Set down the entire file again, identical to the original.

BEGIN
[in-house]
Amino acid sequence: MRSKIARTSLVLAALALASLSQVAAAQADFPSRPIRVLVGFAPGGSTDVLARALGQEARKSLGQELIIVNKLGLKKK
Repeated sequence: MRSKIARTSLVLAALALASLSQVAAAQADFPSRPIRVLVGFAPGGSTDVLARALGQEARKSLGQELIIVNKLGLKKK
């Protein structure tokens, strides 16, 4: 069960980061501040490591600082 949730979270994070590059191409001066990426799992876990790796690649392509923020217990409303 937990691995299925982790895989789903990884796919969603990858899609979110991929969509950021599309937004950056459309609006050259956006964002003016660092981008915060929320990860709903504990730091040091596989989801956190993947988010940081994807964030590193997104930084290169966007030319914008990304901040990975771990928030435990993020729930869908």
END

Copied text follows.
[in-house]
Amino acid sequence: MRSKIARTSLVLAALALASLSQVAAAQADFPSRPIRVLVGFAPGGSTDVLARALGQEARKSLGQELIIVNKLGLKKK
Repeated sequence: MRSKIARTSLVLAALALASLSQVAAAQADFPSRPIRVLVGFAPGGSTDVLARALGQEARKSLGQELIIVNKLGLKKK
């Protein structure tokens, strides 16, 4: 069960980061501040490591600082 949730979270994070590059191409001066990426799992876990790796690649392509923020217990409303 937990691995299925982790895989789903990884796919969603990858899609979110991929969509950021599309937004950056459309609006050259956006964002003016660092981008915060929320990860709903504990730091040091596989989801956190993947988010940081994807964030590193997104930084290169966007030319914008990304901040990975771990928030435990993020729930869908």